However, where the sales contract does not contain a provision that specifies the preconditions of the claim for interest and especially the calculation of the interest rate, the amount of interest has to be determined according to a subsidiary applicable law or other substitute rules.

Various approaches have been proposed based on different dogmatic standpoints, purporting to properly tackle the gap of Article 78 CISG.[31] All these approaches has been subject to intense criticism and discussion among scholars and decision makers ever since the promulgation of the CISG.[32]

In the first instance, one can point out two different conceivable dogmatic approaches to solve the question of the correct determination of the interest rate.[33]

On the one hand, one could approach this question by making reference to the conflict of laws rule of the lex fori and one would, accordingly, be referred directly to a certain domestic legal system. In this case the interest rate would be determined pursuant to that domestic legal system.

On the other hand, one could try to evolve a uniform set of rules applicable in all cases concerned with claims for interest based on an international sale contract and determined by the scope of the CISG.

In this context, one will have to apply the general principles of interpretation and gap filling concerning an international convention. As far as the question of interpretation and gap filling of Article 78 CISG is concerned, one may generally assume a so-called internal gap as to the rate of interest, which is to be filled according to the general principles contained by the Convention itself pursuant to Article 7(2) sentence 1 CISG. [34] A precondition for such an approach would be that the drafters of the Convention did unintentionally neglect to create an exhaustive provision on a certain issue.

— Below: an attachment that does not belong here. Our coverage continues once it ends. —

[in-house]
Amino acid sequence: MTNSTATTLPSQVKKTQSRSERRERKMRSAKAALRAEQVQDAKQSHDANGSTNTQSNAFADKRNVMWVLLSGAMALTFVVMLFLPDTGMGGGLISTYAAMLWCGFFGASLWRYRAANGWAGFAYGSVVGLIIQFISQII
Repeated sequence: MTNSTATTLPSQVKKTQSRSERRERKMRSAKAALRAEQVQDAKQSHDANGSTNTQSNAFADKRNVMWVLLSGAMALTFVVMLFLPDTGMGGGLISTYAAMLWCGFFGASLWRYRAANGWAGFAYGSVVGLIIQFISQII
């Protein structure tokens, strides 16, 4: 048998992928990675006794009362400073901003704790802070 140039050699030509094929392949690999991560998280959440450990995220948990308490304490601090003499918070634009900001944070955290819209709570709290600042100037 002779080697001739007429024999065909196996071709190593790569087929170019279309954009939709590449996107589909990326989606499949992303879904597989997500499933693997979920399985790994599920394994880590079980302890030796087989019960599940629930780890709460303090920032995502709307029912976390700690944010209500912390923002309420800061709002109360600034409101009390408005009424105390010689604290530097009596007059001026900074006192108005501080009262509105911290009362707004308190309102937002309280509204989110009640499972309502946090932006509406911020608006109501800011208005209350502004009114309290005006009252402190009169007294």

In contrast to that, one may assume a so-called external gap, which is to be filled according to international private law of the forum pursuant to Article 7 (2) sentence 2 CISG.[35] Such a gap is as to its subject-matter not comprised by the ambit of the CISG and can thus only be filled by the respective domestic law, which is applicable as the subsidiary law. Especially, where the drafters of the Convention have consciously left a gap because they were not able to agree upon a certain issue, one is faced with such an external gap, which then requires the application of domestic law.[36]

4.1 The Concept of a Uniform Legal Norm Providing for Interest

In contrast to the leading opinion that assumes that the rate of interest should be calculated on the basis of domestic law, other dogmatic approaches have been formulated in favour of a uniform provision applicable to disputes concerning problems of interest under the auspices of the CISG.[37]

These views supporting a uniform approach, argue that the fact that a compromise on the issue of the interest rate could not be found at the Vienna Conference, does not necessarily indicate that a uniform approach is precluded.[38] Article 78 CISG does not necessarily imply the application of domestic law in respect of the determination of the interest rate.[39]

According to this view one is supposed to take recourse to the general principles of the Convention in terms of Article 7(2) sentence 1 CISG in order to uphold uniformity in the calculation of the amount of interest and the interest rate. Regarding the regulations of Article 7 CISG as a whole one must take into account that their prime purpose is to promote uniformity in the Convention's application. Furthermore, it has to be pointed out that the CISG provides for a claim for interest as a general point of departure. That could mean that the CISG already contains the basic principles concerning the issue of interest while only failing to provide for one aspect: the determination of the rate of interest.

It is further mentioned in favour of the uniform approach, that arbitration tribunals are often inclined to determine the interest rate without any reference to choice of law rules and the domestic law normally applicable.[40] This merely practical argument is not very convincing, since it simply refers to a matter of fact.